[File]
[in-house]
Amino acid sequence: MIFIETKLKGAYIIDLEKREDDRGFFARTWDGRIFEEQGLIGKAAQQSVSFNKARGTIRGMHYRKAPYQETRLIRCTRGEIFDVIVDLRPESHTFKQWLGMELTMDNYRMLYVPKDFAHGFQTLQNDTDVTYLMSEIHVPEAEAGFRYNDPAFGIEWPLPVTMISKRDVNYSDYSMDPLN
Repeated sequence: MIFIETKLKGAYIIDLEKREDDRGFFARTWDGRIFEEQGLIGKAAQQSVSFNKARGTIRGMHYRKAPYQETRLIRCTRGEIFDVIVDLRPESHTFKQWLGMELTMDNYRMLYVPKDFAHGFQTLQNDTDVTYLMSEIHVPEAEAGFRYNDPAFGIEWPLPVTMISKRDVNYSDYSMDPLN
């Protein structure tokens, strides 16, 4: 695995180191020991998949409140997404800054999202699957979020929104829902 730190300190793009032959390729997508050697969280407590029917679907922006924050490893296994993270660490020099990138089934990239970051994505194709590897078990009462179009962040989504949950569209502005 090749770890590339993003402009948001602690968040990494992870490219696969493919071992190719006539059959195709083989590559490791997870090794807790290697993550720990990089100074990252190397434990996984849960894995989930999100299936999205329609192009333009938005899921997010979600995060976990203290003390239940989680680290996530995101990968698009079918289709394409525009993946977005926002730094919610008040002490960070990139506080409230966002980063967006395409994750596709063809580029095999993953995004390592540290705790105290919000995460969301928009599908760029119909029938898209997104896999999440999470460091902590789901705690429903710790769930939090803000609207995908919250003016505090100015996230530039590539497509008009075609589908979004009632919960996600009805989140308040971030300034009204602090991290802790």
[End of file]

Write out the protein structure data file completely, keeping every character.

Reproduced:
[in-house]
Amino acid sequence: MIFIETKLKGAYIIDLEKREDDRGFFARTWDGRIFEEQGLIGKAAQQSVSFNKARGTIRGMHYRKAPYQETRLIRCTRGEIFDVIVDLRPESHTFKQWLGMELTMDNYRMLYVPKDFAHGFQTLQNDTDVTYLMSEIHVPEAEAGFRYNDPAFGIEWPLPVTMISKRDVNYSDYSMDPLN
Repeated sequence: MIFIETKLKGAYIIDLEKREDDRGFFARTWDGRIFEEQGLIGKAAQQSVSFNKARGTIRGMHYRKAPYQETRLIRCTRGEIFDVIVDLRPESHTFKQWLGMELTMDNYRMLYVPKDFAHGFQTLQNDTDVTYLMSEIHVPEAEAGFRYNDPAFGIEWPLPVTMISKRDVNYSDYSMDPLN
């Protein structure tokens, strides 16, 4: 695995180191020991998949409140997404800054999202699957979020929104829902 730190300190793009032959390729997508050697969280407590029917679907922006924050490893296994993270660490020099990138089934990239970051994505194709590897078990009462179009962040989504949950569209502005 090749770890590339993003402009948001602690968040990494992870490219696969493919071992190719006539059959195709083989590559490791997870090794807790290697993550720990990089100074990252190397434990996984849960894995989930999100299936999205329609192009333009938005899921997010979600995060976990203290003390239940989680680290996530995101990968698009079918289709394409525009993946977005926002730094919610008040002490960070990139506080409230966002980063967006395409994750596709063809580029095999993953995004390592540290705790105290919000995460969301928009599908760029119909029938898209997104896999999440999470460091902590789901705690429903710790769930939090803000609207995908919250003016505090100015996230530039590539497509008009075609589908979004009632919960996600009805989140308040971030300034009204602090991290802790």